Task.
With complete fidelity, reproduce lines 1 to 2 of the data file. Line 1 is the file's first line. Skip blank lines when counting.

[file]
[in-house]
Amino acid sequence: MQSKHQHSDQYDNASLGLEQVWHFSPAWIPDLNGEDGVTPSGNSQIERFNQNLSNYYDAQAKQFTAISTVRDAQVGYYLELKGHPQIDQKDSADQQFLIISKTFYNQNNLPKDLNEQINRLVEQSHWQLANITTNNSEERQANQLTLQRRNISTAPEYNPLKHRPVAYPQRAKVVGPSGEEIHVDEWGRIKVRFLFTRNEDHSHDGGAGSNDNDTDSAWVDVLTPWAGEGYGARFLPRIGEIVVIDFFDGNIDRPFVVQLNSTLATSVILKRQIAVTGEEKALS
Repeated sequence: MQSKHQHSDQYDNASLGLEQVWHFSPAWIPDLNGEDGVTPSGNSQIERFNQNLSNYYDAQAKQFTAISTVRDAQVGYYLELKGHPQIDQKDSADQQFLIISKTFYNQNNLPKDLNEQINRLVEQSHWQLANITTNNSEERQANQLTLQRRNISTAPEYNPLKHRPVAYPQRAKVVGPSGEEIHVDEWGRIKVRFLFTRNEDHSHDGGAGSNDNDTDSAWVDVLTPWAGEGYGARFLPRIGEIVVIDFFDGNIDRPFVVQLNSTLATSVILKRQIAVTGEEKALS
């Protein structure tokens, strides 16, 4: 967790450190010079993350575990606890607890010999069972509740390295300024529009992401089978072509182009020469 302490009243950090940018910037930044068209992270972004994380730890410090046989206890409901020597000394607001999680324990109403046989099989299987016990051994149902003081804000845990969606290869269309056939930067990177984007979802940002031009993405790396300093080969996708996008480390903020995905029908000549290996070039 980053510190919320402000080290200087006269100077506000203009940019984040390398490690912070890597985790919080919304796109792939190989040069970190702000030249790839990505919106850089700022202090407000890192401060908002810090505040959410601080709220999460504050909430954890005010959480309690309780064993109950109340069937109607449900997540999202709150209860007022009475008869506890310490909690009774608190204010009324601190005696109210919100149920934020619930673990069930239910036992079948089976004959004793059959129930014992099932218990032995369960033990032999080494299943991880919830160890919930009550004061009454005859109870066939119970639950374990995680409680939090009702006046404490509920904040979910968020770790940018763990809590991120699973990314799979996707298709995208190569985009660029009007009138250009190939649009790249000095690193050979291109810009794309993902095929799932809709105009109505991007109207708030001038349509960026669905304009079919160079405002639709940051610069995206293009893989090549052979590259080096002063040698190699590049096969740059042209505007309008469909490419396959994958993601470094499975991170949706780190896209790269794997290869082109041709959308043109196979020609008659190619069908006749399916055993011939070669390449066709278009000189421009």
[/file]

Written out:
[in-house]
Amino acid sequence: MQSKHQHSDQYDNASLGLEQVWHFSPAWIPDLNGEDGVTPSGNSQIERFNQNLSNYYDAQAKQFTAISTVRDAQVGYYLELKGHPQIDQKDSADQQFLIISKTFYNQNNLPKDLNEQINRLVEQSHWQLANITTNNSEERQANQLTLQRRNISTAPEYNPLKHRPVAYPQRAKVVGPSGEEIHVDEWGRIKVRFLFTRNEDHSHDGGAGSNDNDTDSAWVDVLTPWAGEGYGARFLPRIGEIVVIDFFDGNIDRPFVVQLNSTLATSVILKRQIAVTGEEKALS